- Why Busy Leaders Make Bad Leaders. Carey Nieuwhof writes “I’ve noticed that people who usually tell you they’re busy are often bad leaders. Or flip that. Talk to highly effective leaders and you’ll notice they rarely tell you they’re busy.”
- Better Than Busy. Colin Noble writes “What would happen to our 24/7 switched-on world if the people who came to Jesus for rest regularly took a day of rest from distraction, work, and busyness? What would this weekly habit have to offer to the world in which we find ourselves — a world that restlessly continues to search for peace amid busyness?”
- Trusting and Resting in God’s Work as We Do Our Work.Scotty Smith prays “Heavenly Father, we LOVE the freedom grace gives us to work without any concern for merit or deserving, personal failure or not measuring up.”
- The Power of Deep Rest. Tim Keller writes “There is a symbiotic relationship between work and rest. Of course, we know this at one level. We get away from work in order to replenish our bodies and minds. Resting, or practicing Sabbath, is also a way to help us get perspective on our work and put it in its proper place.”
- Vocational Calling as a Lifelong Journey. Kevin & Kay Marie Brennfleck write “Living your vocational calling is a journey. As you grow and mature, God can use you in new and more significant ways. Your journey may take you through the levels of vocational fit one step at a time, such as progressing from just a job to OK work to enjoyable work. As you continue on your journey, investing the time and energy needed and being willing to risk, you can move up the levels of vocational fit.”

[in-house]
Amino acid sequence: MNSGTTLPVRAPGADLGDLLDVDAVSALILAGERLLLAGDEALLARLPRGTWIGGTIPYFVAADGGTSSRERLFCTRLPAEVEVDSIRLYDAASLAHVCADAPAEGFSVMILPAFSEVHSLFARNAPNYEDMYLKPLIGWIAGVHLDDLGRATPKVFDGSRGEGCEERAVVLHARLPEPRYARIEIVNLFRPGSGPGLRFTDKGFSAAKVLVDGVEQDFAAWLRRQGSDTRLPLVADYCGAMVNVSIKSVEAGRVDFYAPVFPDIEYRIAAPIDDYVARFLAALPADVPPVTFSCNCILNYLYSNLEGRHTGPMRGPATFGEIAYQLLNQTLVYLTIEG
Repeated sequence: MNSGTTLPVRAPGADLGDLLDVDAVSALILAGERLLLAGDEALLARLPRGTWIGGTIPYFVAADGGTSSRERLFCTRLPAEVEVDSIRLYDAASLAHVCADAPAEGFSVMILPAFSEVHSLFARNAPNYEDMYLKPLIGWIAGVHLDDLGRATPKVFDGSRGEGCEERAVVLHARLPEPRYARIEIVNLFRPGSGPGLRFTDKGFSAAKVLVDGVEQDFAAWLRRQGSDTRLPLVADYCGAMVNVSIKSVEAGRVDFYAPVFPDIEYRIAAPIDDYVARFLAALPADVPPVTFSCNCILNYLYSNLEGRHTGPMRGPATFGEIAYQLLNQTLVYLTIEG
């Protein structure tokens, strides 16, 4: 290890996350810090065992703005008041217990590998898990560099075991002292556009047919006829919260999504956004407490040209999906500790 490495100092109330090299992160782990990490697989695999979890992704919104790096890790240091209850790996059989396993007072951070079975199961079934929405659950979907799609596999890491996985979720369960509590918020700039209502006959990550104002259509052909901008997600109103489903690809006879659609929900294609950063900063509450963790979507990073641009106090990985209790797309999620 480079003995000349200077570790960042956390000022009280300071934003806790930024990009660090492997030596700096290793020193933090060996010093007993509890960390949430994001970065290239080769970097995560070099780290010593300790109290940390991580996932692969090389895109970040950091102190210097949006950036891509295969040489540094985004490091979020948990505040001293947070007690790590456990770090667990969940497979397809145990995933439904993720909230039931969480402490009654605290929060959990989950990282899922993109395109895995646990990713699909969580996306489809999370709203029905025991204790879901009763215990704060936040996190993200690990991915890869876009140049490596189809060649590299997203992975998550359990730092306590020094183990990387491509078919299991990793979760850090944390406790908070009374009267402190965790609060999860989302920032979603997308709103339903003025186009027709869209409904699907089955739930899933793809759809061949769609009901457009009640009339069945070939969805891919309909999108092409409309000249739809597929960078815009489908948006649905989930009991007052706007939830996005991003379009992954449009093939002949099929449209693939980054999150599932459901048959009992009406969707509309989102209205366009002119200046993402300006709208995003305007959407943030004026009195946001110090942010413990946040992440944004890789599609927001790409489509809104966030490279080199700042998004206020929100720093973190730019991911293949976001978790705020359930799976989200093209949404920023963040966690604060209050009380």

- The Dilemma of a Bi-vocational Pastor. Darryl Williamson writes “Theologically and practically, how should we view bi-vocational pastors? Should they be commended for their sacrifice and the special burden they carry? Or should they be challenged to surrender their lives fully to the calling God has placed on them?”
- Vocation and Identity: Interview with Dan Cumberland. In this episode ofThe Portfolio Life podcast, Jeff Goins talks to Dan Cumberland about helping people discover meaning in their life and work. Dan and Jeff talk about the definition of vocation, the pitfalls of external pressure, and why you may not be surprised by your life’s work.
- Is it Better for Moms to Stay at Home? Adrien Segal writes “The problem for me was when my work became my identity, when my work was the source of my “self-esteem” and made me feel more “important,” when my work seemed more worthy because it was more interesting on a day-to-day basis, when my work was necessary for approval, praise and applause.”
- Buy a Taco, Feed a Starving Child. Bethany Jenkins interviews Austin Samuelson, who along with his wife, Ashton, have harnessed an entrepreneurial spirit in service of the hungry, both the paying and the poor, about how they integrate their faith and work.
- A Christian in the Secular Academy. Gabriel Williams writes “The task of being a Christian professor is marked with numerous difficulties and challenges, but none are insurmountable.”
- Pastors, Learn from Non-Pastors. Garrett Kell shares five reasons why pastors must devote some of their best time, energy, and resources to training up and learning from electricians, lawyers, teachers, and bankers.
GLORY IN THE ORDINARY:
- Ordinary Christian Work. Tim Challies writes “We please God—we thrill God—when we live as ordinary people in ordinary lives who use our ordinary circumstances to proclaim and live out an extraordinary gospel.”